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Finding a Use for Analyst Price Targets?

Posted in Investing Expertise

Might the relative sizes of the gaps between analyst target and actual prices indicate degrees of current misvaluation? In other words, is a stock with analyst target price twice its current price a better buy than a stock presently at or near its target price? In their February 2006 paper entitled “Target Prices, Relative Valuations and the Premium for Liquidity Provision”, Zhi Da and Ernst Schaumburg investigate the usefulness of relative gaps between target and actual stock prices as an indicator of misvaluations. Using recently issued target prices for about 1,700 stocks each month over the period 1996-2004, they conclude that:

  • Target-actual relative price gaps are economically and statistically significant indicators of future returns.
  • A sector-neutral portfolio rebalanced monthly to be long S&P 500 stocks with the largest target-actual relative price gaps and short S&P 500 stocks with the smallest gaps earns an average risk-adjusted return of about 2% per month during 1999-2004 before transaction costs.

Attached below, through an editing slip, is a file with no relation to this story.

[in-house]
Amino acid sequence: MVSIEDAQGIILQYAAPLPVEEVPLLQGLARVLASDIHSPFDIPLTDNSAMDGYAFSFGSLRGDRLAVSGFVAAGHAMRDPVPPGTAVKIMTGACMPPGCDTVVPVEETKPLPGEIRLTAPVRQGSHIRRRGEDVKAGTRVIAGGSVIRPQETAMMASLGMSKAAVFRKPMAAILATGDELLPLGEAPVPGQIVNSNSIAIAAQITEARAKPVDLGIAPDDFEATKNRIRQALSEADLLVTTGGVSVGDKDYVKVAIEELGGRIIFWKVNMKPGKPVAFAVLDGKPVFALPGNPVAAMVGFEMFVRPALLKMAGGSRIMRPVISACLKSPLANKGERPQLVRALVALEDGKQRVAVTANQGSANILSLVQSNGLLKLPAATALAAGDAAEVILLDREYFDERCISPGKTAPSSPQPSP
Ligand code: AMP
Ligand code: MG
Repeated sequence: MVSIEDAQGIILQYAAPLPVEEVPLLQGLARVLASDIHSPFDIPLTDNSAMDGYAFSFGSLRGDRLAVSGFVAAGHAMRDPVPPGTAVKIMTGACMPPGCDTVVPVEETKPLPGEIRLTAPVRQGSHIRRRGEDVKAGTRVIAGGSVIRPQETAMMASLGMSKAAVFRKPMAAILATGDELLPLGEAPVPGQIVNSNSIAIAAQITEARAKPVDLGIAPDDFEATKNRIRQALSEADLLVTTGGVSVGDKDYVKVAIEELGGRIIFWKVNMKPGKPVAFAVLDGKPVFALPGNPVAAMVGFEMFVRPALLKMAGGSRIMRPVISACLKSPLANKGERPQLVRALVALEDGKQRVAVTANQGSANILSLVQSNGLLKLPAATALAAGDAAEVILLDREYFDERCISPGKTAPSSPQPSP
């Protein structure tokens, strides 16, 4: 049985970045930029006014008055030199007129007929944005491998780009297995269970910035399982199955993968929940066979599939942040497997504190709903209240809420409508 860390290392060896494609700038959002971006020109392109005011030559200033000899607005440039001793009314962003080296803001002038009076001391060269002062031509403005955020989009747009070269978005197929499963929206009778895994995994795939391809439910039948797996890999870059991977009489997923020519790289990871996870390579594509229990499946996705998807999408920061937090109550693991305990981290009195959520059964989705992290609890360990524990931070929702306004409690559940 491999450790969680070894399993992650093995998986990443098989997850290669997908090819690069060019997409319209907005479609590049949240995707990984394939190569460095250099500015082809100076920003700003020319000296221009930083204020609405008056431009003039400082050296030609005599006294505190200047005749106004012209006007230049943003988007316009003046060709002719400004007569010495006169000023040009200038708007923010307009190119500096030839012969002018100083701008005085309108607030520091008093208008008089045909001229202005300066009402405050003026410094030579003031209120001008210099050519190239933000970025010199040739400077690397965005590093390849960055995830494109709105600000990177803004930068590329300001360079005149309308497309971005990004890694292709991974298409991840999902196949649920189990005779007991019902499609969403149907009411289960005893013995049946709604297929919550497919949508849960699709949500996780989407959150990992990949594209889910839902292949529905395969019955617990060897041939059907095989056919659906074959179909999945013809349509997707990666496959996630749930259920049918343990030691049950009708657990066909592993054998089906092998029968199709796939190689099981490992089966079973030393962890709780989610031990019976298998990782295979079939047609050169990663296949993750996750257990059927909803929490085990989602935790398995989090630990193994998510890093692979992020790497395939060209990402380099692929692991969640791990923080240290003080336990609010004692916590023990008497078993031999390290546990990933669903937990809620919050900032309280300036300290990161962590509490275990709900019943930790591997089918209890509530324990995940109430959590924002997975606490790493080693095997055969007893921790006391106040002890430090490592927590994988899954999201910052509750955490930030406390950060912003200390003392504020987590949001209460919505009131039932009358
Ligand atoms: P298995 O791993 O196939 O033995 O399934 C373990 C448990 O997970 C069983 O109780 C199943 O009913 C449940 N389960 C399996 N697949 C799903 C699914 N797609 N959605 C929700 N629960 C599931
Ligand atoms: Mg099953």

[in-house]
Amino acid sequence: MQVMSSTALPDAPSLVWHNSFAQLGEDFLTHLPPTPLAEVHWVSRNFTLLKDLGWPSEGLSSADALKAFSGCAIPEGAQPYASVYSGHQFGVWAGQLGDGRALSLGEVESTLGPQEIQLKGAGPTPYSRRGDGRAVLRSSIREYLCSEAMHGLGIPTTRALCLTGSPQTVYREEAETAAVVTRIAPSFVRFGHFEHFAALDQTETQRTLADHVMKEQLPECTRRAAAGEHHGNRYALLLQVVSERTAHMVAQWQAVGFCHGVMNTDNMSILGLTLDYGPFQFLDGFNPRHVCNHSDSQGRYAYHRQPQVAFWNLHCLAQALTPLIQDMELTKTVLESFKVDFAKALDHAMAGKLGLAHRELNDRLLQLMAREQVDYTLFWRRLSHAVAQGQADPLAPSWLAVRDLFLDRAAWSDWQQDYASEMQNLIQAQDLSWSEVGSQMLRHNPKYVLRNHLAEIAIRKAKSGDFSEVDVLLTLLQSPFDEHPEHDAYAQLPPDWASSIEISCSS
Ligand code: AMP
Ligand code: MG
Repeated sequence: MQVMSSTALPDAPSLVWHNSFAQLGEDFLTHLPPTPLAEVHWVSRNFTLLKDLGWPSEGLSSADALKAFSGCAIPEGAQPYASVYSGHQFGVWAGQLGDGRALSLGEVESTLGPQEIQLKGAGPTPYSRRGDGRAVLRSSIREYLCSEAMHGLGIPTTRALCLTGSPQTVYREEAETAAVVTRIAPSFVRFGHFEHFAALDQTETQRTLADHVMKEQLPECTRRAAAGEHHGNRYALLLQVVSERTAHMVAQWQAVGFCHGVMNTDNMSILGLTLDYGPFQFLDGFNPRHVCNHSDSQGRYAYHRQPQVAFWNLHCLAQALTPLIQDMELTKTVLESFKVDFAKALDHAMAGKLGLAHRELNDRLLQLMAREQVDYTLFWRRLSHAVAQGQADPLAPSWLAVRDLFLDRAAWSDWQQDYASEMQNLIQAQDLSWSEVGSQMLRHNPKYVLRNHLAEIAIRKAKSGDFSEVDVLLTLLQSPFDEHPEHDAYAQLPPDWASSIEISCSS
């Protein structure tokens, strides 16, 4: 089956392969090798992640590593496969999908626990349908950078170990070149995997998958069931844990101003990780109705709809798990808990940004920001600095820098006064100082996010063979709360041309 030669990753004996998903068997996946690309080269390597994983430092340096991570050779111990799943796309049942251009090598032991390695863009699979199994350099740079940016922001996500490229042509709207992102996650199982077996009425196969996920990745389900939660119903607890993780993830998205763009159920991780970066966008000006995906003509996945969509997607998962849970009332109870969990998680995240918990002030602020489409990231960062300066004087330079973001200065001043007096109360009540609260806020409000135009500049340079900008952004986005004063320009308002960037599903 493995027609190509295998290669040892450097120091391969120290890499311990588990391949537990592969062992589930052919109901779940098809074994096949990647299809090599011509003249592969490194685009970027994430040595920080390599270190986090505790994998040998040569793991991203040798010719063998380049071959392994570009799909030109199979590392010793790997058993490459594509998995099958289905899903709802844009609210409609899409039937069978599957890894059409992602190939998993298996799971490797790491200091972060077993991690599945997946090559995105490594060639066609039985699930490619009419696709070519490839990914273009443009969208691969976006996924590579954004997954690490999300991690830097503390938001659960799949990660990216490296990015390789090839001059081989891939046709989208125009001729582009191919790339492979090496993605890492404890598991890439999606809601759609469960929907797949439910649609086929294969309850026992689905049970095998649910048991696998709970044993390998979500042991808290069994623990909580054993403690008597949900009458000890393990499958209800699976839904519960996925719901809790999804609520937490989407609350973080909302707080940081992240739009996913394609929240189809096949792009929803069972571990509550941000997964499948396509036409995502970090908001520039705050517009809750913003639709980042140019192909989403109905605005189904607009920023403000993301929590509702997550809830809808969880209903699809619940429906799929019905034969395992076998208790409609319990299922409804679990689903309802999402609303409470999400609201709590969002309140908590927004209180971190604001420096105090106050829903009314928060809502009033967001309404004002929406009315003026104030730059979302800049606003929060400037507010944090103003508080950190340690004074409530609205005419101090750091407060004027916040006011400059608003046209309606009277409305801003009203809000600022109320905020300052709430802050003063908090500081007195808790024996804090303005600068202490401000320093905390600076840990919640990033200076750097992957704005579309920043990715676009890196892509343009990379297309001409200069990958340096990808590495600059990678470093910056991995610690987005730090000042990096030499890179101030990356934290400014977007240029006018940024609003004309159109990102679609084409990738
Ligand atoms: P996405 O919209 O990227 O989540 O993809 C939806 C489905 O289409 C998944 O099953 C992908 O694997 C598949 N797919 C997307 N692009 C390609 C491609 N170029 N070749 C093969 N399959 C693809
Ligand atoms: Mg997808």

• Sector neutrality (weighting each sector equally) and monthly rebalancing are critical to this result.
  • This strategy works best: (1) for small value stocks; (2) in certain sectors such as consumer discretionary, industrials, materials and financials; and, (3) in the month of January.
  • This abnormal return correlates with technical liquidity measures such as the bid-ask spread, price impact and changes in signed trading volume. This correlation indicates that very large or very small target-actual relative price gaps are temporary liquidity phenomena rather than long-term fundamental misvaluations. The liquidity phenomena reflect unusual information asymmetries between expert analysts and the market at large.

The following chart, taken from the paper, shows the average return (in basis points on the vertical axis) by month (on the horizontal axis) for portfolios long S&P 500 stocks with the largest target-actual relative price gaps and short S&P 500 stocks with the smallest gaps. It shows that most of the returns come during the first month as gaps revert to normal. Hence, monthly rebalancing is critical to outperformance.

In summary, analysts are good for identifying the relative value of stocks within sectors in which they are experts, but not for forecasting macro factors that drive sector and overall market movements.

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